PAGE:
There is a difference between blind faith and mature faith. To me, a mature faith is built on experience. With each positive experience one has in life, faith builds. With enough faith building experiences one has an ever maturing “Reason to Believe.”
I met my spiritual teacher, Mata Amritanandamayi (also known as Amma, which means mother, and as The Hugging Saint) in 1989. Over the years, I have had many faith building experiences, but probably none as remarkable as the one that happened in December of 1996.
The story actually began eight weeks earlier when I felt an inner direction to start saying my manta, a lot! (A mantra is a repetition of words, often in Sanskrit, that can awaken spiritual energies. Most of the mantras I know about mean “I bow to God.”) While there have been other periods in my spiritual journey when I have focused on my mantra, I have never said it consistently. But with this sense of inner direction, I began to say my mantra 1,000 to 10,000 times a day, sometimes more. I also began to chant the Lalita Sahasranama, the Thousand Names of the Divine Mother. Amma recommends that we chant it daily, but I rarely followed her advice. Now, I felt a compulsion to chant it at least five days a week and did.
There have been a few times before my annual visit to Amma’s ashram in India, that I have felt the need to update my will. This was one of those years. Also, the morning I left, I felt compelled to write my roommate a note saying that if I died on this trip, I would like Mrs. Jenkins, a friend who is a gospel singer, to sing at the memorial service, should one be held. In addition to the growing feeling of dread I was experiencing, two clients told me they sensed I was in danger.
My journey started out just like my previous ones. This year, five us were traveling together, one of them being my daughter. We arrived in Singapore without incident. After an eighteen hour layover in Singapore, we boarded the airplane for the final leg of our trek. I remember thinking, “Just a few more hours and we will be sitting beside Amma…. We are in the home stretch… We have it made!!!”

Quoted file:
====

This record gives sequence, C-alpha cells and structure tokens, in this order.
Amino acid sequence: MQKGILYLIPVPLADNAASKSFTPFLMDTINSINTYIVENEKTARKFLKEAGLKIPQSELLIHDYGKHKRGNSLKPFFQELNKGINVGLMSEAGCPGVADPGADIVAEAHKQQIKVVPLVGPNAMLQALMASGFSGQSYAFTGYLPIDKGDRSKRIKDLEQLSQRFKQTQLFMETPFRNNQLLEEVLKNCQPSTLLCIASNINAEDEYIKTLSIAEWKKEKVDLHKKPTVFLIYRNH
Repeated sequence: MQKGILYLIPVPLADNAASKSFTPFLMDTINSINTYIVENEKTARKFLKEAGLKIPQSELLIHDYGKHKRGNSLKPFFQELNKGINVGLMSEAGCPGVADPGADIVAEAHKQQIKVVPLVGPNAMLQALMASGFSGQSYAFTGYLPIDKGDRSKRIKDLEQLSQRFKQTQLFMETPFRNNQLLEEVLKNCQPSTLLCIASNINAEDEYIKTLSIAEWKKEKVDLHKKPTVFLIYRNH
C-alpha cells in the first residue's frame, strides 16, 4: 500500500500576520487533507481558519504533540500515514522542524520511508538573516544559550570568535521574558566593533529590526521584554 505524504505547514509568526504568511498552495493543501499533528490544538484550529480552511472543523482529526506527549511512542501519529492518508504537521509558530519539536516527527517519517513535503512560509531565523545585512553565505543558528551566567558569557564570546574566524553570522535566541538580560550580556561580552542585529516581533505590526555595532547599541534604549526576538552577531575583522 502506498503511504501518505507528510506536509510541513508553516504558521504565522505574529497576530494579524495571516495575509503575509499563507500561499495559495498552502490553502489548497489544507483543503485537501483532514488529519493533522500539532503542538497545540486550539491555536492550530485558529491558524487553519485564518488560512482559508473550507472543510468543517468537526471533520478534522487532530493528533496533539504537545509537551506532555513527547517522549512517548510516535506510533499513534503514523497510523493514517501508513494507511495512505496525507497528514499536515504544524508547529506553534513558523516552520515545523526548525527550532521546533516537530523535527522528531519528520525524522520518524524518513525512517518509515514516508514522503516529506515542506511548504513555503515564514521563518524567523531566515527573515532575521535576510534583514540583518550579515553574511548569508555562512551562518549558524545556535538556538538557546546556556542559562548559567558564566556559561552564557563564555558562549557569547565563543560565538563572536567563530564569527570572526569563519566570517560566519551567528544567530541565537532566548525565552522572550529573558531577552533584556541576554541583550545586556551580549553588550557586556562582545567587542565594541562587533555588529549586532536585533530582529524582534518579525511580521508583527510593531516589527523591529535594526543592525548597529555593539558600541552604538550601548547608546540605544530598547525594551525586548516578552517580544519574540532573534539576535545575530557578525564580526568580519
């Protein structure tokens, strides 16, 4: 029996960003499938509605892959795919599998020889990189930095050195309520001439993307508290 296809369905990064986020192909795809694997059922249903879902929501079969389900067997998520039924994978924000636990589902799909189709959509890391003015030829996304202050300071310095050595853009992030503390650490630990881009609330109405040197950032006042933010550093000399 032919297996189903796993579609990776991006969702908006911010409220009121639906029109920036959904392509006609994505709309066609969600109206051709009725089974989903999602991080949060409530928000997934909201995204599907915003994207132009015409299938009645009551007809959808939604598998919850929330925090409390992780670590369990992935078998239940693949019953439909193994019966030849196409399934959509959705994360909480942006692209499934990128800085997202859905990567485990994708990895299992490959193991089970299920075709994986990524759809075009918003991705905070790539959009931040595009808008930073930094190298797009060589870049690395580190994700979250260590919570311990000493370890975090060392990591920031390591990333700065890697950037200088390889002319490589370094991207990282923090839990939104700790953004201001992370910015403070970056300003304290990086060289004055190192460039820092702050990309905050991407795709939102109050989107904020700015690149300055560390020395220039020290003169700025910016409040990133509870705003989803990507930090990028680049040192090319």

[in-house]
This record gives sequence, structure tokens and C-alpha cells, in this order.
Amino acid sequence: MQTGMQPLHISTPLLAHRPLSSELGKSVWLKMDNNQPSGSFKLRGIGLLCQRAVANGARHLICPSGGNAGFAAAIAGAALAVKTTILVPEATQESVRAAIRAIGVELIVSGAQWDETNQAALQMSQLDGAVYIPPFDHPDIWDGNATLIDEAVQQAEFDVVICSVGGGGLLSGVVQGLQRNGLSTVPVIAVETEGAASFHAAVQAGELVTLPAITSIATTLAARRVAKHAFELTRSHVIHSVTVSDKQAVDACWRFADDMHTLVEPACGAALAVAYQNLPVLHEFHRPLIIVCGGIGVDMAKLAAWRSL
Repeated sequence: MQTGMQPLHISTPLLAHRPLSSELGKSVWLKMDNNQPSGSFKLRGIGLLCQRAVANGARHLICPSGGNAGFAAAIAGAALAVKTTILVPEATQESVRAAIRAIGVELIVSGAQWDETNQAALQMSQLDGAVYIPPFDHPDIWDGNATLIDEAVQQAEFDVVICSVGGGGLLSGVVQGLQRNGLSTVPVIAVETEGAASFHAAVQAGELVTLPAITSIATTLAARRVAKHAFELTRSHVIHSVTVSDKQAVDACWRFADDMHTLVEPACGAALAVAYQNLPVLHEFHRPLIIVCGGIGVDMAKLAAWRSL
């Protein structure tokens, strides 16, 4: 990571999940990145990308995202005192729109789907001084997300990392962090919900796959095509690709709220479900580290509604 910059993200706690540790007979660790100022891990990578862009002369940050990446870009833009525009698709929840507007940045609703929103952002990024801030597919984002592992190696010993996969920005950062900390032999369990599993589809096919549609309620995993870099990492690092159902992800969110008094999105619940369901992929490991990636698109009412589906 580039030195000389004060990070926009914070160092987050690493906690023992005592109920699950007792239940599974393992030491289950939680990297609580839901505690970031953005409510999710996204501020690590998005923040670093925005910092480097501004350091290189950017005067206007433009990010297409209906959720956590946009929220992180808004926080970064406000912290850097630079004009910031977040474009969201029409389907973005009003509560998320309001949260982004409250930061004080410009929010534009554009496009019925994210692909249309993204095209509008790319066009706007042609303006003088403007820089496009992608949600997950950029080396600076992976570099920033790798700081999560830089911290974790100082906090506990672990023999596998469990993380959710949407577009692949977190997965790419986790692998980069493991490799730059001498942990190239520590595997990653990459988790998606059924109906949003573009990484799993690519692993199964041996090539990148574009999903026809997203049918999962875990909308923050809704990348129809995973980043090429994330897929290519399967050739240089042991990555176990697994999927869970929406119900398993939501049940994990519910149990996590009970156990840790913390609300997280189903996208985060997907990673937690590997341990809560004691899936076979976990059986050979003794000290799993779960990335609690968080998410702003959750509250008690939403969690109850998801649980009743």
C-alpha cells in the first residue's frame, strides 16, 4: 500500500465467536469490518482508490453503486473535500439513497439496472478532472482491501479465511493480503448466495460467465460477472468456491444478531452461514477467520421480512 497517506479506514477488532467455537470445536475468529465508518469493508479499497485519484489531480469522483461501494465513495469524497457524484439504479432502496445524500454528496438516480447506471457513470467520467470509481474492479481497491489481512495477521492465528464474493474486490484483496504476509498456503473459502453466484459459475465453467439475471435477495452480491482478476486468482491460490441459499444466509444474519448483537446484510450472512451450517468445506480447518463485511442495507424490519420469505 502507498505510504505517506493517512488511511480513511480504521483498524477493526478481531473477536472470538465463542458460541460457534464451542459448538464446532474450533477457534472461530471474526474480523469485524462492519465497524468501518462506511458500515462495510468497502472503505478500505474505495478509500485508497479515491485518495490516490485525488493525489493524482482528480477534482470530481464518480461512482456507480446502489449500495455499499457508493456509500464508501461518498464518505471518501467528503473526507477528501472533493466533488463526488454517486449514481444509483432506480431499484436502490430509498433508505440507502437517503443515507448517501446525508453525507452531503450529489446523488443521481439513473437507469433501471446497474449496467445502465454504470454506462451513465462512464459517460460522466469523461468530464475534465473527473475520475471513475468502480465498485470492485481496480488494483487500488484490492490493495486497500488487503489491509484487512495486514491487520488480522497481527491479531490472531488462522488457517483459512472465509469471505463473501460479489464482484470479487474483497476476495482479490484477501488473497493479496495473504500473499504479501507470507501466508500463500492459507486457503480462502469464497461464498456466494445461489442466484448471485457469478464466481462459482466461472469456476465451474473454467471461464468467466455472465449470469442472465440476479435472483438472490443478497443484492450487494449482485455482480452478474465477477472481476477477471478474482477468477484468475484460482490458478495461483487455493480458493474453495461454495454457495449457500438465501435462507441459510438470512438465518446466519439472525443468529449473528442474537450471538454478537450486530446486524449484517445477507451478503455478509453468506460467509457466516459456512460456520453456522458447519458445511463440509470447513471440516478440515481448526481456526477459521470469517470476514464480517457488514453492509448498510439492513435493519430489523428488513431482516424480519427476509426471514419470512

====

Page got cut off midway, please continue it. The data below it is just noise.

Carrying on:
Not so! Half-way between Singapore and India, our plane started shaking. Simultaneously all of the oxygen masks fell from their compartments. As we struggled to put on our masks, the plane started falling, first 15,000 feet, then another 10,000. The entire fall took about a minute. As the plane began to descend, my daughter and I glanced at each other and then we each focused inward. My mantra started flowing freely within me. With the mantra came a great sense of peace. It was like the peace I feel when I am near Amma.
Many thoughts flowed through my mind. I was immensely thankful that I had been “directed” to focus on my mantra prior to the trip. I believed that it was this preparation that now made my mantra so accessible. I noted that the premonitions of danger had been correct. I realized that should I die now, I could leave the earth without regret. I had no sense of unfinished business.
I felt curious about what would happen when, and if, we hit water. Would we live? Would we die? Would we struggle? Would we experience pain? Those thoughts were present, but there was matter-of-fact energy associated with them. Mostly, I felt relaxed and peaceful…. all that was important was my mantra.
The reaction of other passengers was far different from that generally portrayed by the media. A woman screamed for about 2 seconds as the plane began to fall. After that, there was complete silence aboard the plane until the pilot spoke, about 15 minutes later. When he did speak, he informed us simply that there had been a decompression problem. He said everything was under control and that he had turned the plane around and was heading for Malaysia.